Yah, imagine those greedy money grubbing manufacturers wanting you to replace equipment that has been flooded. 1. The electronics on the circuit board have probably been damaged. 2. I only work on gas equipment so this may not apply, the gas control valve has some springs and solinoids, imagine how well those will work after being water soaked. 3. Some of the limit and rollout switches are thermal snap switches, suppose they corroded or got some sand in them and don't trip. 4. The inducer and blower probably have dirt and grit in them, and the bearings may have been damaged.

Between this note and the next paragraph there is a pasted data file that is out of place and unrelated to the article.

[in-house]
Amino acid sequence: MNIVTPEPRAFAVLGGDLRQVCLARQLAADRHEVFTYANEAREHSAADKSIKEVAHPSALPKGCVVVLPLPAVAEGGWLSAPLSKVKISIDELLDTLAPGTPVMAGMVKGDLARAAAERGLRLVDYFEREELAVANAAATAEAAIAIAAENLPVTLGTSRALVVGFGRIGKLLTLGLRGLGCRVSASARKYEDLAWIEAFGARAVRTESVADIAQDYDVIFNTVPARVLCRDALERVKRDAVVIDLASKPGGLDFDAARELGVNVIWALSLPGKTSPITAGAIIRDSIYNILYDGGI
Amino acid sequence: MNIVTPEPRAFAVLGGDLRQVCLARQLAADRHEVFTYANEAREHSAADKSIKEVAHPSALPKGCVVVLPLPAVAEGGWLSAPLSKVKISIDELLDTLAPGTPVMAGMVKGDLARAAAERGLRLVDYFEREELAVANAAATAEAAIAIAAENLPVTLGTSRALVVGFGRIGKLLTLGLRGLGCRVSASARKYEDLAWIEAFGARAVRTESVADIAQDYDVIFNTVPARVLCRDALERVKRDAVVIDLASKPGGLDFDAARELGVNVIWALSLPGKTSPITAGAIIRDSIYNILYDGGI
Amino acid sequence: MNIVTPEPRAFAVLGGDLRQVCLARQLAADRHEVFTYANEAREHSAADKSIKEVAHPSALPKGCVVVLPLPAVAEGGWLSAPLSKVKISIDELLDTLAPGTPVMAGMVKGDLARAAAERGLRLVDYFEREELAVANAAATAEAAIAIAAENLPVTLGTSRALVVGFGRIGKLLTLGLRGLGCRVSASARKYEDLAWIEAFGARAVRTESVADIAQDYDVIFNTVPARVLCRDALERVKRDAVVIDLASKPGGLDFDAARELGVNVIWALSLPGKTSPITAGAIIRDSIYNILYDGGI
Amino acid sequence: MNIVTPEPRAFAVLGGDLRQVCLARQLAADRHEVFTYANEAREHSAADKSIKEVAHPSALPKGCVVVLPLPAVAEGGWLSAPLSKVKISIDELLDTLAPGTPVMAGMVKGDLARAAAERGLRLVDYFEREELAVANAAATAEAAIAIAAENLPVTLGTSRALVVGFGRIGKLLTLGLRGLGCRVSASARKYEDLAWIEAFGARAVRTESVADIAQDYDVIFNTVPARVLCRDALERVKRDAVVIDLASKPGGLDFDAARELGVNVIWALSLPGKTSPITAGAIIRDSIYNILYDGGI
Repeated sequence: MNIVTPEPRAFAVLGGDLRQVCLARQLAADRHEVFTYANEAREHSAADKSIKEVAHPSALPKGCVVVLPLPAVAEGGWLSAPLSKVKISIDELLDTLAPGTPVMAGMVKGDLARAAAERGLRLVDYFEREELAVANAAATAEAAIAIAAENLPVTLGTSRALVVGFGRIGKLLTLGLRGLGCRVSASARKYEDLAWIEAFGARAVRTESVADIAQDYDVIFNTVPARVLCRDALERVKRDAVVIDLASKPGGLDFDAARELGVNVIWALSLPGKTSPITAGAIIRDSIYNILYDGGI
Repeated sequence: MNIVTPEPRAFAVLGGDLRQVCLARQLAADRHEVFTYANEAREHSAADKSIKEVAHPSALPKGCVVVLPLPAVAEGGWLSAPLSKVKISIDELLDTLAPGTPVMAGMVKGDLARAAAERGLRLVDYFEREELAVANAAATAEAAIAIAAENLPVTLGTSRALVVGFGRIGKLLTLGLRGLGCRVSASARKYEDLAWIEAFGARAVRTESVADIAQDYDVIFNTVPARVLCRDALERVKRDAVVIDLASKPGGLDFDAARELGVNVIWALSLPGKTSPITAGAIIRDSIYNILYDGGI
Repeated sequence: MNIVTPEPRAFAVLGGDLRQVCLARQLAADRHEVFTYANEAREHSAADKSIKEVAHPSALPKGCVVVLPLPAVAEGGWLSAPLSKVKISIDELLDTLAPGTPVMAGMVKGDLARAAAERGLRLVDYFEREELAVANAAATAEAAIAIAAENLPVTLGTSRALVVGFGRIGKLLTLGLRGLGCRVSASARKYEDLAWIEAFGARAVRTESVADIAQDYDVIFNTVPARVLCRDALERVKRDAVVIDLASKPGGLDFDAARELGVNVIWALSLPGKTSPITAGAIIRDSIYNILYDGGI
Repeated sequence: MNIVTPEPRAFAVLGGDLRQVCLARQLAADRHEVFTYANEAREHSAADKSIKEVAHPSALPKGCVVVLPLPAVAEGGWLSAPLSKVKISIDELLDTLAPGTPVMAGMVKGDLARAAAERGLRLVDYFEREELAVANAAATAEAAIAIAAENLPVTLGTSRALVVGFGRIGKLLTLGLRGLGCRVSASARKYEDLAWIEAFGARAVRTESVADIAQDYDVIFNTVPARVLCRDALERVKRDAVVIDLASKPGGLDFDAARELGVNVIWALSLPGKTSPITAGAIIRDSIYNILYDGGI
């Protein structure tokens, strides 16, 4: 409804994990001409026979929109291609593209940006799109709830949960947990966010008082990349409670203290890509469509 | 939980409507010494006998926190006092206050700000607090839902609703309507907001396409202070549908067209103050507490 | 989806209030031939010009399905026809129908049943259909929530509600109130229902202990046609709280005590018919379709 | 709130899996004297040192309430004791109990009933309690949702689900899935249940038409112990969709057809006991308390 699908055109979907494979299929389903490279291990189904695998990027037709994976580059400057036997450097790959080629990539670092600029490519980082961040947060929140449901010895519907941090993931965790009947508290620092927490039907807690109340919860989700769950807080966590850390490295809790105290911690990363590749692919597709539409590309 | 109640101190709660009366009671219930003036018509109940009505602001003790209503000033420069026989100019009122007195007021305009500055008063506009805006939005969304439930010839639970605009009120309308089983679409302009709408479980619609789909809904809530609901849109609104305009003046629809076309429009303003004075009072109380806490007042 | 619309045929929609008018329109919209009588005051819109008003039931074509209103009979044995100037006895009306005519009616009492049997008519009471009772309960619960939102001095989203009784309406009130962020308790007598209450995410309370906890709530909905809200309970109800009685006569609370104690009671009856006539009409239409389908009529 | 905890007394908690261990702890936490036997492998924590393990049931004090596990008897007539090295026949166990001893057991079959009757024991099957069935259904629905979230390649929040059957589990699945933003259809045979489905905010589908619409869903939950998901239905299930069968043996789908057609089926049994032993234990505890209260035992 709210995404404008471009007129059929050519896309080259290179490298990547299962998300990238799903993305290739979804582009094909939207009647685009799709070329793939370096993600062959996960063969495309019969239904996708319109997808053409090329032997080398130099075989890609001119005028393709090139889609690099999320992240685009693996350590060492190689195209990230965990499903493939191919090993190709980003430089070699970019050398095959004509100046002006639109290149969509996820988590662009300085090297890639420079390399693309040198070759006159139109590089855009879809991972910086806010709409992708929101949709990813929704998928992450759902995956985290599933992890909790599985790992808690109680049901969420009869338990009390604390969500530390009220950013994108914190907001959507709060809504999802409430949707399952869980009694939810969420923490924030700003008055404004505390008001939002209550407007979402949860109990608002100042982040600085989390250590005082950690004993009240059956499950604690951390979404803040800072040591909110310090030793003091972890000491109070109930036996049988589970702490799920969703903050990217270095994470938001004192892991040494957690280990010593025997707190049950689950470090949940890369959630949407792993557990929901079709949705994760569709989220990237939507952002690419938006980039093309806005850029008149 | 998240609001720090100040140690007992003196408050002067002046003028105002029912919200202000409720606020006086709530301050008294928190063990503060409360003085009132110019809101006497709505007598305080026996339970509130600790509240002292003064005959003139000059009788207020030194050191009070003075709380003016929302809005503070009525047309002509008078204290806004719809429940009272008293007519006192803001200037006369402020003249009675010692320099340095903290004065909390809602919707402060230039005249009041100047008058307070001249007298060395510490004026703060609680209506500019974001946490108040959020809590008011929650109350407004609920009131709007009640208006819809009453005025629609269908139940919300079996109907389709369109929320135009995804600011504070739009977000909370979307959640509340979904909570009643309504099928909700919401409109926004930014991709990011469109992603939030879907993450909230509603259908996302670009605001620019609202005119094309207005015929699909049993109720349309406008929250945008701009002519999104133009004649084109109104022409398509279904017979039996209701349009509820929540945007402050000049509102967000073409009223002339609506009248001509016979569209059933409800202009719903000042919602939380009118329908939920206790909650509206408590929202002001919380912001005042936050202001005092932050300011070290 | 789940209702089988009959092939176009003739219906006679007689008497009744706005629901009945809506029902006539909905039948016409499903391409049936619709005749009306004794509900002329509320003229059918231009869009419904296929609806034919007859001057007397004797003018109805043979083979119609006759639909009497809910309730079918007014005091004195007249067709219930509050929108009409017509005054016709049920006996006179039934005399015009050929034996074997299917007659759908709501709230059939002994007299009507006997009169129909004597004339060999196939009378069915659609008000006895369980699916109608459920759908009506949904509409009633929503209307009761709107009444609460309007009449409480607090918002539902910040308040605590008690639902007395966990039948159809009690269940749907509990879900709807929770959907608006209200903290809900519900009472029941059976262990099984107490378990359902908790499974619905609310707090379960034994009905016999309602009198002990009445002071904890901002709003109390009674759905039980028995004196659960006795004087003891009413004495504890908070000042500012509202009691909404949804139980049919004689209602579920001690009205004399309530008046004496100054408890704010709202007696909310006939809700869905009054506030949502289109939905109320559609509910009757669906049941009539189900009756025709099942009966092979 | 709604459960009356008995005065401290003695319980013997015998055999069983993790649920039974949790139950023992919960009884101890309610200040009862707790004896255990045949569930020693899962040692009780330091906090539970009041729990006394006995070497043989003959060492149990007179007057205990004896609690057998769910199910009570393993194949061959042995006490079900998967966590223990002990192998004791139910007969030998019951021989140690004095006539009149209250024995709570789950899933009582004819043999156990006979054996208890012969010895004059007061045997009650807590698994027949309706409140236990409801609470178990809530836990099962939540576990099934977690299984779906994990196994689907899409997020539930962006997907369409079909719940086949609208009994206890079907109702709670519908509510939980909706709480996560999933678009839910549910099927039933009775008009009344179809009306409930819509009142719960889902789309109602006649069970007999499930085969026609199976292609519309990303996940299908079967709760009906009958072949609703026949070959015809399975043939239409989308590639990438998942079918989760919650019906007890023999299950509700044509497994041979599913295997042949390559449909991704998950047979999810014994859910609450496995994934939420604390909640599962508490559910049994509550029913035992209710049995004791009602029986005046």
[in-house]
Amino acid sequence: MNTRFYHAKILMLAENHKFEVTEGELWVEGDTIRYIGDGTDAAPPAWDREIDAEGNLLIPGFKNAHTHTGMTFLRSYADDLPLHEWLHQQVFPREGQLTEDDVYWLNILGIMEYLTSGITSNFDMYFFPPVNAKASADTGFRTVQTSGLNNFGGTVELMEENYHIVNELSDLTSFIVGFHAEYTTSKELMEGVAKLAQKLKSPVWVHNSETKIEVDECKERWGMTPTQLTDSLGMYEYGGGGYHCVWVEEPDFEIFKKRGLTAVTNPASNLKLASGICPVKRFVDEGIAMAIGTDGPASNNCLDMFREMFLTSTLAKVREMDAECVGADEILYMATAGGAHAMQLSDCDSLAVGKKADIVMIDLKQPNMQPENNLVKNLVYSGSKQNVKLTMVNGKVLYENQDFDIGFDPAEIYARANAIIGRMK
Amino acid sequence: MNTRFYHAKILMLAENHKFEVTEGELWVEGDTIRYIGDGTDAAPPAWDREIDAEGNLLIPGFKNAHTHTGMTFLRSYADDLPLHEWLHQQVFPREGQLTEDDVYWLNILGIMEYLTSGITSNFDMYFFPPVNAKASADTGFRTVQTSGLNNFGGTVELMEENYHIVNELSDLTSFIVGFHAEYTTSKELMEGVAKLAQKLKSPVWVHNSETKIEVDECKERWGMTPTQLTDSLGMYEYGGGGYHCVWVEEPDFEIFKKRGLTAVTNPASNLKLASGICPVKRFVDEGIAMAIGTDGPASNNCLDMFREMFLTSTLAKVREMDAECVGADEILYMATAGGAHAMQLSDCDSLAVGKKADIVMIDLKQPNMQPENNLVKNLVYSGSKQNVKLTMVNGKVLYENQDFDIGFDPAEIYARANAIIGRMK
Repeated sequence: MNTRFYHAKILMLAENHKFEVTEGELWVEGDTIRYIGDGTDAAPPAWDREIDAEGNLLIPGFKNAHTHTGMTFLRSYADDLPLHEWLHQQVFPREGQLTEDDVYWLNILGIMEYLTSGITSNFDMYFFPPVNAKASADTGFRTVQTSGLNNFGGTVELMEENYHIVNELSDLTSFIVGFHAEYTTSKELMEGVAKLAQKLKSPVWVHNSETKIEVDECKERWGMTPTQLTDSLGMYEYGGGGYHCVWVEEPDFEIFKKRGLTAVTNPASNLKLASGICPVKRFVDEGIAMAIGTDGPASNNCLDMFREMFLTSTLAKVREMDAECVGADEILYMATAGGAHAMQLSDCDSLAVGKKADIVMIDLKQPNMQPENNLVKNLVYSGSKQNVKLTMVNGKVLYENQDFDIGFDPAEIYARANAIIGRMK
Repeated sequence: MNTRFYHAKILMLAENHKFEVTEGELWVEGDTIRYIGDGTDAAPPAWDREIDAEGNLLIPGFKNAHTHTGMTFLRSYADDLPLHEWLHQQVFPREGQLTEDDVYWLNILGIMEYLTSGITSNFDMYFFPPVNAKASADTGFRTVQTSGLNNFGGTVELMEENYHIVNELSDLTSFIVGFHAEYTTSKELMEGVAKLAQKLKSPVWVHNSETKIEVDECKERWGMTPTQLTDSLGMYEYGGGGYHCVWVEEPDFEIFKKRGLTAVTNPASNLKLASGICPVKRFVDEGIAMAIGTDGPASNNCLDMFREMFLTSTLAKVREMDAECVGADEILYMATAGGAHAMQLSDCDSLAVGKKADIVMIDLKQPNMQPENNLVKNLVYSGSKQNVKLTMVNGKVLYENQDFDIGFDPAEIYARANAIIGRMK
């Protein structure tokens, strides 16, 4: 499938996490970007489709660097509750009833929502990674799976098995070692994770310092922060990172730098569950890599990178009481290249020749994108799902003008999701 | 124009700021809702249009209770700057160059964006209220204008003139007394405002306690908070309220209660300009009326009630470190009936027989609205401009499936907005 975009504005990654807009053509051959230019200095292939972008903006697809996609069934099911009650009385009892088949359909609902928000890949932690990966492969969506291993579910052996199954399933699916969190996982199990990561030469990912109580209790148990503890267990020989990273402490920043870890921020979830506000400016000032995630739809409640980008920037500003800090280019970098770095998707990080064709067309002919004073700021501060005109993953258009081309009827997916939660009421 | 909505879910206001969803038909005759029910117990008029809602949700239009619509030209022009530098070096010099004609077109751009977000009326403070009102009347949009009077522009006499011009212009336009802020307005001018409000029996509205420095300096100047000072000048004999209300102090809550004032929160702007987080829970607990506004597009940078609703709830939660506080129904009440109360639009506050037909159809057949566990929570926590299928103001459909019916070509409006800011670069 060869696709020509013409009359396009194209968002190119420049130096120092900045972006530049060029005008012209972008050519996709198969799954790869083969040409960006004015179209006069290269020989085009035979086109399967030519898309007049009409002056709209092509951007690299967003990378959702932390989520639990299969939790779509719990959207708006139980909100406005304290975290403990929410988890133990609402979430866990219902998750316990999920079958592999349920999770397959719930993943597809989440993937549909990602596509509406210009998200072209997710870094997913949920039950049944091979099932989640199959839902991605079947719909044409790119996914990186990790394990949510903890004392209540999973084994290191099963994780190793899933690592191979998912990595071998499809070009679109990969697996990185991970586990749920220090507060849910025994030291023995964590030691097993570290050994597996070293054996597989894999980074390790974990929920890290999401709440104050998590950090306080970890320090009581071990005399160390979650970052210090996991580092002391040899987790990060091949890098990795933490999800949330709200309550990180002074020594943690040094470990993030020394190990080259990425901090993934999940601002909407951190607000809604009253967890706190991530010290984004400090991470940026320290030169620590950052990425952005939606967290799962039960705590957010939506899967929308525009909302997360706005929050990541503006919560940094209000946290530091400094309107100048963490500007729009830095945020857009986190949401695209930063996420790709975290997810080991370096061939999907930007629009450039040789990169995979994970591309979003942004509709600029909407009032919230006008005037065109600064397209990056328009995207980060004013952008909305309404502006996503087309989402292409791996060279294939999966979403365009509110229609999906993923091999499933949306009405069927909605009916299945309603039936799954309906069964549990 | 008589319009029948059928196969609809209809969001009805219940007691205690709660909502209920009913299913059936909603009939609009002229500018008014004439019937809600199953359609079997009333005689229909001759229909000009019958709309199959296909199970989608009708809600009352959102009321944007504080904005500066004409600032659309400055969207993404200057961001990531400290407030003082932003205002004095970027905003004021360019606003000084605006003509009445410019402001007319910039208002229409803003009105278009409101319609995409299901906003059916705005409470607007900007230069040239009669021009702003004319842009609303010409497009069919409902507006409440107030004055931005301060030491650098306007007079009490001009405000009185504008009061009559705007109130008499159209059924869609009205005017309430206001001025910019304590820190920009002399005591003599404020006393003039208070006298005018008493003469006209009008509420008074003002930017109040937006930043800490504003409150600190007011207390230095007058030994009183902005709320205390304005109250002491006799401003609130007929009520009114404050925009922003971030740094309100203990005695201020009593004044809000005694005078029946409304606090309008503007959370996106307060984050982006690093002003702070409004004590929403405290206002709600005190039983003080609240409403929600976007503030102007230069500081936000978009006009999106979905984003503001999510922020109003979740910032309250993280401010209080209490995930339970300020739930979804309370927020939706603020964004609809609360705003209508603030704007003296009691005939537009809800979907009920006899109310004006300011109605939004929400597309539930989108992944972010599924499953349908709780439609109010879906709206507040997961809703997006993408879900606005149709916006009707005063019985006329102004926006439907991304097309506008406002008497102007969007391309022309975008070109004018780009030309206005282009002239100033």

Every furnace and gas vavle manufacturer has a warning that if the equipment has been flooded, it should be replaced, there is a good reason.
Yet, if there were a problem, you would probably have no problem hiring a lawyer to sue for a defective product.
"If people concentrated on the really important things in life, there'd be a shortage of fishing poles." Gary Larson